Information on climate change and global warming is often overwhelming and confusing.
This funny adventure comic will take readers aged 9 and above on a global journey of discovery that will help them understand the causes and effects of climate change around the world, what people are doing about it, and how each one of us can make a difference.
This educational graphic novel for kids is also for attentive parents, creative teachers and anyone who is concerned about climate change and wants to learn more by reading a fiction story that is visually stimulating, fun to read and scientifically accurate. Polo the Bear and the many colourful characters he meets on his journey will introduce you to interesting climate change facts and not only teach you what the main terms and concepts of climate change actually mean and how these are reflected around the world, but also several things everyone can do every day to help reduce the effects of climate change.
After having developed his conservation career in such exciting places as Bolivia, Mexico, Ecuador (including the Galápagos islands) and Colombia Alan decided in August 2018 to quit his job and launch himself 100% towards his first true vocation: having by now published three full-length comic books respectively about natural history, evolution and climate change Alan's dream is to become a best-selling author of comics that combine fiction, non-fiction, humour, satire and adventure in order to educate, entertain, and inspire personal engagement towards bettering our world.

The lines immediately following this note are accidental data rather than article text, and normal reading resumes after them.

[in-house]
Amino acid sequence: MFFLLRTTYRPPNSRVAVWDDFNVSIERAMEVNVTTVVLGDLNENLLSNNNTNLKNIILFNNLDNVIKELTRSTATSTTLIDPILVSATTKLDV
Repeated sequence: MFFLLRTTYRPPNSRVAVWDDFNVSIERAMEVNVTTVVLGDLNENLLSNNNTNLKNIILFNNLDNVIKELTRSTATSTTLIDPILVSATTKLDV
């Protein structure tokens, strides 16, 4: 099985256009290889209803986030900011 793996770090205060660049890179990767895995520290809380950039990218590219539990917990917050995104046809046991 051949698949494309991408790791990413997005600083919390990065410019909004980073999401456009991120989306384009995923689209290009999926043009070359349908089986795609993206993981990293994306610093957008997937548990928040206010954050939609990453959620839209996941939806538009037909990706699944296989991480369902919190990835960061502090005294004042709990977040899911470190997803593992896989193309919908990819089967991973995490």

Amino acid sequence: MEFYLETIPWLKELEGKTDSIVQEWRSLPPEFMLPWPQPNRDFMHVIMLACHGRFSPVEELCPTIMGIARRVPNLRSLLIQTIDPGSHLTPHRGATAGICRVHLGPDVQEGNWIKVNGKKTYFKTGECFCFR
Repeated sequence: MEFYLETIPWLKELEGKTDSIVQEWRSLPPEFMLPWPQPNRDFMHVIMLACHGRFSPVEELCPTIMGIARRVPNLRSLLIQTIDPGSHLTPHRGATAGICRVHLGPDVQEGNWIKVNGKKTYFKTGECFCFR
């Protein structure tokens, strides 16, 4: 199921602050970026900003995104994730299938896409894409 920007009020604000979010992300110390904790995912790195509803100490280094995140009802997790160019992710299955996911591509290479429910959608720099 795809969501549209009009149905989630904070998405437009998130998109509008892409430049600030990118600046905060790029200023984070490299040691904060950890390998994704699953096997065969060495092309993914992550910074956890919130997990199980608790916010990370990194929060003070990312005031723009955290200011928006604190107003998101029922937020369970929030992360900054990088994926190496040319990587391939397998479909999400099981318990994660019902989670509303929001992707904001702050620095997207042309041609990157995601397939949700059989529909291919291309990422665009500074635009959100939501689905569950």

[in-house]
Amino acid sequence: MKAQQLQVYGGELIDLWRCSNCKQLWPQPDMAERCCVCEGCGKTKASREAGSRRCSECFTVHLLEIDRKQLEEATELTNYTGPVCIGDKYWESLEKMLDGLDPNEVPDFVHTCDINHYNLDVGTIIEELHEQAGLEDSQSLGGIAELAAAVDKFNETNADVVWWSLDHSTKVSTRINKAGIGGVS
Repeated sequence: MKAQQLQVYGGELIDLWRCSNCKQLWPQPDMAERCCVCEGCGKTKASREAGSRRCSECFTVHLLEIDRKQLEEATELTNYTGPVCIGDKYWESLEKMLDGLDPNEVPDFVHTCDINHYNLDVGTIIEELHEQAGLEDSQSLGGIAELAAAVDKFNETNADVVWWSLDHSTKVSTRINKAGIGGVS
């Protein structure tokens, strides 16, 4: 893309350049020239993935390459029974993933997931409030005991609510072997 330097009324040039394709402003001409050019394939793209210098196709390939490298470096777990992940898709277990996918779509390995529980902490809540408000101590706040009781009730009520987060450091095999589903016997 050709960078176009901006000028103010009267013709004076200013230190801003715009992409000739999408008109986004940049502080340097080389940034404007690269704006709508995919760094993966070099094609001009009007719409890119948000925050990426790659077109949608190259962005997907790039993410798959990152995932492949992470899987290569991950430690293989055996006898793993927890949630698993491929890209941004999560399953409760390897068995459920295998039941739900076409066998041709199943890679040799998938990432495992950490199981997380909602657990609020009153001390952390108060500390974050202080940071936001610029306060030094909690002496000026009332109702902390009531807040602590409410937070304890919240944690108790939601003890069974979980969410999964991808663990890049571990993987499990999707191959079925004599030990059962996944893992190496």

This week's bubble is all about Polo's encounter with a boatload of climate refugees from the island of Kiribati.
When we consider the effects of global warming, we may not easily perceive the very real, life-changing impacts affecting entire populations right now.
This is the situation facing thousands of inhabitants of small island nations, such as in Oceania, where rising sea levels are already rendering people homeless in the most literal sense.
The awful irony, is that by the very nature of their lifestyles, these front line victims of global warming are the people who contribute the very least to the problem.
My aim in including this sequence in the book was to open up the reader's mind to this reality and hopefully stimulate them to find out more about climate refugees and other issues of climate justice.